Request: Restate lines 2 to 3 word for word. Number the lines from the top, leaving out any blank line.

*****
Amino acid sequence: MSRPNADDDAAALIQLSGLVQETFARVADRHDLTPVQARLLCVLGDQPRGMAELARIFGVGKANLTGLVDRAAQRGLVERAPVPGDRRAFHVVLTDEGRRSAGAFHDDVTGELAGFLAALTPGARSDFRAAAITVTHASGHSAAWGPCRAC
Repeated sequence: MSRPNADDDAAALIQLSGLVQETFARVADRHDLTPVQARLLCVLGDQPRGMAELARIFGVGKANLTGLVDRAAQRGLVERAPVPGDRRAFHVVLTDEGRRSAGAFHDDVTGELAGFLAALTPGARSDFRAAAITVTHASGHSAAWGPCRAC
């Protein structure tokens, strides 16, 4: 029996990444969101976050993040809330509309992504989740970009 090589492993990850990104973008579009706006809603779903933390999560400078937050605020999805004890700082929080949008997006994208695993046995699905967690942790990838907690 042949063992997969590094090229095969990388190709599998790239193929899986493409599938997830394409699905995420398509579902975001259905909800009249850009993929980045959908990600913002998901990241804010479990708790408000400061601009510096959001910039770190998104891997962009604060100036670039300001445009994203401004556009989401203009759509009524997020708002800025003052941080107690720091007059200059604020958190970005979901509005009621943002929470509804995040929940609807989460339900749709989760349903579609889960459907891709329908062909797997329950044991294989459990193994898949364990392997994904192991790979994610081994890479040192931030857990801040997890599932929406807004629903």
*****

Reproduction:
Repeated sequence: MSRPNADDDAAALIQLSGLVQETFARVADRHDLTPVQARLLCVLGDQPRGMAELARIFGVGKANLTGLVDRAAQRGLVERAPVPGDRRAFHVVLTDEGRRSAGAFHDDVTGELAGFLAALTPGARSDFRAAAITVTHASGHSAAWGPCRAC
């Protein structure tokens, strides 16, 4: 029996990444969101976050993040809330509309992504989740970009 090589492993990850990104973008579009706006809603779903933390999560400078937050605020999805004890700082929080949008997006994208695993046995699905967690942790990838907690 042949063992997969590094090229095969990388190709599998790239193929899986493409599938997830394409699905995420398509579902975001259905909800009249850009993929980045959908990600913002998901990241804010479990708790408000400061601009510096959001910039770190998104891997962009604060100036670039300001445009994203401004556009989401203009759509009524997020708002800025003052941080107690720091007059200059604020958190970005979901509005009621943002929470509804995040929940609807989460339900749709989760349903579609889960459907891709329908062909797997329950044991294989459990193994898949364990392997994904192991790979994610081994890479040192931030857990801040997890599932929406807004629903």